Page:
Dr. Martha (Marti) Crouch provides scientific assistance to CFS, writing expert comments and reports, and analyzing scientific issues for the legal team. Marti was a graduate student at Yale University studying the development of seeds and flowers when genes were first cloned in the 1970s. By the time she headed her own plant molecular biology lab at Indiana University in the 1980s, plant genes were being patented. Prof. Crouch became concerned about potential impacts of genetic engineering in agriculture and her own contributions, and as a result shut down her research lab in the 1990s and taught courses on the intersections of technology, food and agriculture, with an emphasis on environmental impacts. In 2001, Marti left Indiana University to pursue independent consulting. She has given hundreds of lectures and seminars throughout the world, trained students, published research and commentary in peer-reviewed journals and books, participated on grant panels and in workshops, and attended and organized conferences in several different fields of study. Her background thus spans the whole history of genetic engineering in agriculture, as both a participant and a critic, giving Marti a valuable set of skills and perspectives for her work with CFS. Marti is also the official wild mushroom inspector at the Bloomington Community Farmers' Market, keeping the food in her hometown safe.
Meredith Stevenson is a law clerk at Center for Food Safety's San Francisco office. She is currently studying environmental law at UC Hastings College of the Law. She is an active member of Hastings Environmental Law Association and a staff editor for Hastings Environmental Law Journal. Before attending law school, she developed a passion for gardening as a volunteer coordinator at Western Washington University's community garden. There, she taught workshops on producing compost, growing mushrooms, and saving seeds, while also educating the larger student body as a member of Students for Sustainable Food. In her free time, she enjoys long distance hiking, playing music, and riding her bicycle.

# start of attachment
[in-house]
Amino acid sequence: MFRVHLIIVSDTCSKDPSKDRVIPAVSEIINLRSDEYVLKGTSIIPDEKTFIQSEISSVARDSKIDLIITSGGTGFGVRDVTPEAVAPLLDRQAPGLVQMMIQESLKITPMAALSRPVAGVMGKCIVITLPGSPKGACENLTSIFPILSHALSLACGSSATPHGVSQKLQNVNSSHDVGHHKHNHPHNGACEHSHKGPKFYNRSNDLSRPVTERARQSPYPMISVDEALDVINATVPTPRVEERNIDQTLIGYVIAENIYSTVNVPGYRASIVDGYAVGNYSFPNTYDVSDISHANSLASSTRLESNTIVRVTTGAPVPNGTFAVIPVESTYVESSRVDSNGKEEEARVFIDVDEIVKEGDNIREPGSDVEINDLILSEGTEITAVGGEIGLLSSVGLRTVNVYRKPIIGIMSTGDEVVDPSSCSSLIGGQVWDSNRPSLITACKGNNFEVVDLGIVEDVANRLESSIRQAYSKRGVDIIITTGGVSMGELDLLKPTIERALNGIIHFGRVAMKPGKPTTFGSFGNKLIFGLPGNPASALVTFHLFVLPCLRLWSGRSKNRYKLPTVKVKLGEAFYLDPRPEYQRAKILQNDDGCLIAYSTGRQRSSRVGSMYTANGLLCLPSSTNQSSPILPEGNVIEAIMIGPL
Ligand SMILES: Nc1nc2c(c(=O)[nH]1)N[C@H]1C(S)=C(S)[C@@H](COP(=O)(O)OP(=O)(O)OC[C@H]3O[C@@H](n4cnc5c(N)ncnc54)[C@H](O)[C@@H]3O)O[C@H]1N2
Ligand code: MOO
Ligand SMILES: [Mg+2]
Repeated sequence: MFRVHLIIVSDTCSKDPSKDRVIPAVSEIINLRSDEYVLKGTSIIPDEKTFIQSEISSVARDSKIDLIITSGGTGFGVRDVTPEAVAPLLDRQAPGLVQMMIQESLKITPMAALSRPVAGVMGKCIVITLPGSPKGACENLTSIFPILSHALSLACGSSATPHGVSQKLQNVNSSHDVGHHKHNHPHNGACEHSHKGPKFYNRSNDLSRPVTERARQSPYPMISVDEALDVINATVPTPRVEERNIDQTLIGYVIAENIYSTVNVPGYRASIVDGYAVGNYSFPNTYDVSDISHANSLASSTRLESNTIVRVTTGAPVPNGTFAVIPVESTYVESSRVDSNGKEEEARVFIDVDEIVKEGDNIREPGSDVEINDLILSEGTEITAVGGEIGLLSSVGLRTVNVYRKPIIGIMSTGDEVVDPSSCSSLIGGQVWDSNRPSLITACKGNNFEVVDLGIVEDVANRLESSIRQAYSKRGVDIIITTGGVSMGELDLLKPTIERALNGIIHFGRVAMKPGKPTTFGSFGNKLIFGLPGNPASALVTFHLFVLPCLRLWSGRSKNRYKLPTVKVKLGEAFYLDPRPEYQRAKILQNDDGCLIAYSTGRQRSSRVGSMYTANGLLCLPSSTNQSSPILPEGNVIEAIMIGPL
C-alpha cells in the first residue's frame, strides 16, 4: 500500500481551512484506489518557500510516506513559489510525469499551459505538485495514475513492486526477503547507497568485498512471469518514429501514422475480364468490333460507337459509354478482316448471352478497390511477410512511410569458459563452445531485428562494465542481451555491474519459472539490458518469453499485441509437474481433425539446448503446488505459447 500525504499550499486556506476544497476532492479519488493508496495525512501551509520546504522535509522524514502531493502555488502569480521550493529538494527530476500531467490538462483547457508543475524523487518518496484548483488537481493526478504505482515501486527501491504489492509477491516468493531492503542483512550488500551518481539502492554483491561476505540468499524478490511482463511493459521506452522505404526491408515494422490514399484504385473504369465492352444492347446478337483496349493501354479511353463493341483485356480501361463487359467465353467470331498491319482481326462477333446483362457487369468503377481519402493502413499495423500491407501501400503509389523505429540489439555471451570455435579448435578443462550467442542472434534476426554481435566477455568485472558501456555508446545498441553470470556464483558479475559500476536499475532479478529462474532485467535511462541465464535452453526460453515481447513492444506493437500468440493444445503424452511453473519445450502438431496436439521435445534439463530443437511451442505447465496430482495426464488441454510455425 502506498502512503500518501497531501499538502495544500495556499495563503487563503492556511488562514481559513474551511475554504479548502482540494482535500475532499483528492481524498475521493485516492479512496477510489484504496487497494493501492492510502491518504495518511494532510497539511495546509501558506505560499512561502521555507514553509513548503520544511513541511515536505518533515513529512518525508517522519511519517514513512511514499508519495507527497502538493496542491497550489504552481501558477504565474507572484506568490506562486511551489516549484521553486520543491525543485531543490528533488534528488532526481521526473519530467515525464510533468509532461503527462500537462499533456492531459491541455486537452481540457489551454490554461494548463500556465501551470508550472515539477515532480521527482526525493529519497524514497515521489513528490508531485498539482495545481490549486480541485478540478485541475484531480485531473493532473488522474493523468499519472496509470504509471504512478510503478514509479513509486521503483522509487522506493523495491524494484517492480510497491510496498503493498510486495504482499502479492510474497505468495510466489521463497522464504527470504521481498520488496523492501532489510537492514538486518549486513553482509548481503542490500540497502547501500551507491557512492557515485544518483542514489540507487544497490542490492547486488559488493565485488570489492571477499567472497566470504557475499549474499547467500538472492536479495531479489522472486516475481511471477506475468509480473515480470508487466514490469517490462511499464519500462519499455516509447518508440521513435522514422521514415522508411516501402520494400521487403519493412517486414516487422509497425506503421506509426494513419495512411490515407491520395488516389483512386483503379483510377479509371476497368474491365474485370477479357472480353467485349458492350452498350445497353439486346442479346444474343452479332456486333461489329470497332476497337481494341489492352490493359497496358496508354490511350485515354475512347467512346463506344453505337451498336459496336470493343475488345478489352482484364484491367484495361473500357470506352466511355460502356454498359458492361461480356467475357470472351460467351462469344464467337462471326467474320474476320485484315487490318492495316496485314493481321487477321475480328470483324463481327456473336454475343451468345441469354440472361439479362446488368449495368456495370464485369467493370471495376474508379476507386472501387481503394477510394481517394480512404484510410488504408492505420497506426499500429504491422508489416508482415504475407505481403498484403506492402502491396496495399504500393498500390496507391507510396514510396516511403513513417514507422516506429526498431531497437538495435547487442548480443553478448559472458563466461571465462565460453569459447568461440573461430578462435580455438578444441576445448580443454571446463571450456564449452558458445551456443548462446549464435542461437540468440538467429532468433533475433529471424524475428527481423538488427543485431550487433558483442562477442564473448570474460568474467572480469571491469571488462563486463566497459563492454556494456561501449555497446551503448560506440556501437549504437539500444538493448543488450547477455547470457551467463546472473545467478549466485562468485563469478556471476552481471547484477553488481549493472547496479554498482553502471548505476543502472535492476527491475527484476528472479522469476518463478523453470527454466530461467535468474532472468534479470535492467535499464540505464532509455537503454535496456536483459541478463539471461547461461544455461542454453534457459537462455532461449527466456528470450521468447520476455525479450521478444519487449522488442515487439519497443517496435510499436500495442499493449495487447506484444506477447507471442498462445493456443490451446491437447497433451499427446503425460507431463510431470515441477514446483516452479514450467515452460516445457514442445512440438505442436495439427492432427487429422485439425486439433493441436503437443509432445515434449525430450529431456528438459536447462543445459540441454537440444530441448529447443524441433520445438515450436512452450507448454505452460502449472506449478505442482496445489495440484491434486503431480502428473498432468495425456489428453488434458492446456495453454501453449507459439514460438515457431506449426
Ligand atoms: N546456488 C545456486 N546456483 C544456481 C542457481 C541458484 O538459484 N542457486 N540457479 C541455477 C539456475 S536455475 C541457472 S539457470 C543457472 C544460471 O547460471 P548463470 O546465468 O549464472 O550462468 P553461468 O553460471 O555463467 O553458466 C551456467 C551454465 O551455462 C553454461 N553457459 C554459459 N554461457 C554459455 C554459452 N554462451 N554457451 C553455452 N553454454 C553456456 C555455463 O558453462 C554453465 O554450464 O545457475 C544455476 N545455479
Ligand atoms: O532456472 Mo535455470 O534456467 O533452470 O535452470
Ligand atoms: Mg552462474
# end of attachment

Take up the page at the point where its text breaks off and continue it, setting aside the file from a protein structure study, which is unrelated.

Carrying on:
Russell Howze is the Legal Assistant for the Center for Food Safety. Before joining CFS, Russell was a paralegal with the Center for Biological Diversity's Environmental Health program. Growing up in a rural town in South Carolina, some of his earliest memories are of weeding gardens and eating vegetables straight out of the ground. Russell has worked with many nonprofits over the years, most memorably as a co-manager of the CELLspace arts warehouse, as a "grassroots carny" with the Sustainable Living Roadshow, and as a puppeteer with the Big Tadoo Puppet Crew. Russell also wrote the book "Stencil Nation" (Manic D Press) and runs a street art website. In his spare time, Russell makes stencils, gives art tours, and reads books.
Shannon Suehr is a law clerk at Center for Food Safety's Portland Office and a rising 3L at Lewis and Clark Law School. After completing her 1L at Vermont Law and clerking for the Vermont Supreme Court she transferred to Lewis and Clark where she co-chairs the Food and Agriculture Law Society. Shannon studied sustainable agriculture as a tool for sustainable development during her undergrad, and went to law school because she has always been passionate about food systems and the policies surrounding them. Outside of school Shannon enjoys National Parks, live music, and dystopian novels.
Tonja has 18 years experience working in office management and administration in both the corporate and legal environments. Prior to managing offices, she worked as a paralegal and legal secretary. For the last 10 years she has run her own event production company, Moody Moore Productions, to raise awareness and funds for local charities. Tonja is responsible for all facets of operations management including human resources, payroll, facilities & office management, supervision of junior staff, network administration and assisting accounting with accounts receivables & payables.